The supplementary guidance on public benefit and education covers general principles 1, 2a, b and d, but limits its coverage of 2b to non-financial restrictions. It also indicates that the Commission will, in due course, publish separate guidance relating to charitable professional bodies that provide ongoing professional education, and think tanks.
The guidance is clear that 'charity law gives a wide meaning' to education and that the meaning will evolve with changing social values. Universities and colleges are expressly acknowledged as types of charities capable of advancing education. Education can include exam-setting, standards work, and research and other support for education (in the HE sector education support charities would include the Higher Education Academy, the Leadership Foundation, students' unions, bursary and/or scholarship funds). The unstructured provision of information that people may chance to find is unlikely, of itself, to count as education.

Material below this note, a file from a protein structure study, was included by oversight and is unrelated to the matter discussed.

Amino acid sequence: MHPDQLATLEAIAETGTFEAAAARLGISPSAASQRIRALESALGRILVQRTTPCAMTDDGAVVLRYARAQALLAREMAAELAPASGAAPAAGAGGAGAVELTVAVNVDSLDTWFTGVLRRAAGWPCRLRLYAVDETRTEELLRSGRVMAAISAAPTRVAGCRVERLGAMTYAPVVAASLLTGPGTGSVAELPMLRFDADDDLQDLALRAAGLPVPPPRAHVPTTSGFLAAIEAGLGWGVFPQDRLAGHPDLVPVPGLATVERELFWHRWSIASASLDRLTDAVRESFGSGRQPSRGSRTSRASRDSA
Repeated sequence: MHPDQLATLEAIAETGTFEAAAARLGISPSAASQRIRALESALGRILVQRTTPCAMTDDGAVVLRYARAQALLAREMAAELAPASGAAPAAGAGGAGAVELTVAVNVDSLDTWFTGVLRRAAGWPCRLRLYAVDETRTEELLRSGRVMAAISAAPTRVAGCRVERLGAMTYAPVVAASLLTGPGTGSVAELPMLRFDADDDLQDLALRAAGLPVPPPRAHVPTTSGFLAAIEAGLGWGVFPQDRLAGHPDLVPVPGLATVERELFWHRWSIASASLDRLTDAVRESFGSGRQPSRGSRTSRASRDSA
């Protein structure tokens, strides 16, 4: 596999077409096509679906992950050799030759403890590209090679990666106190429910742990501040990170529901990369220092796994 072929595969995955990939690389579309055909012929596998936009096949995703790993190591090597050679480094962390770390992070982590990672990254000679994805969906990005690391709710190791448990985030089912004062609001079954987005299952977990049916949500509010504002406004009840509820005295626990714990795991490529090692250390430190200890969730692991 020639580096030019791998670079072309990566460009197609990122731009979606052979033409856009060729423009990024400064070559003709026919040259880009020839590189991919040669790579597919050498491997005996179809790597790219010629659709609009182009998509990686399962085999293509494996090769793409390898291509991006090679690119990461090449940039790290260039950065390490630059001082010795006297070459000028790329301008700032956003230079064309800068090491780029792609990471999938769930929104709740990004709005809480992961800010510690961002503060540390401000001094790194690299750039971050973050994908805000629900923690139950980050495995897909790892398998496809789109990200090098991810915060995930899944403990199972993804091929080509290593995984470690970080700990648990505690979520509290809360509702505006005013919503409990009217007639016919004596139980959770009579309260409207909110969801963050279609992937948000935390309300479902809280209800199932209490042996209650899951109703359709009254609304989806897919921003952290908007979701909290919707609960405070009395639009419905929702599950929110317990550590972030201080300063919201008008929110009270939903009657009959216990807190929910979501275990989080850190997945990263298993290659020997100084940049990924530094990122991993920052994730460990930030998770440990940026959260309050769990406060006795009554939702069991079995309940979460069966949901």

Although the law no longer presumes that the advancement of education is for the public benefit, the guidance states that 'education is widely recognised as beneficial' because it develops skills useful to both society and the person.
Annex A to the guidance lists examples of ways in which charities might advance education for the public benefit. If education is carried out in a harmful manner (for example, using a bullying approach) it cannot be charitable. The guidance presumes that teaching a harmful subject (for example, money-laundering) is not charitable, but might be charitable in some contexts (for example, in criminal law courses).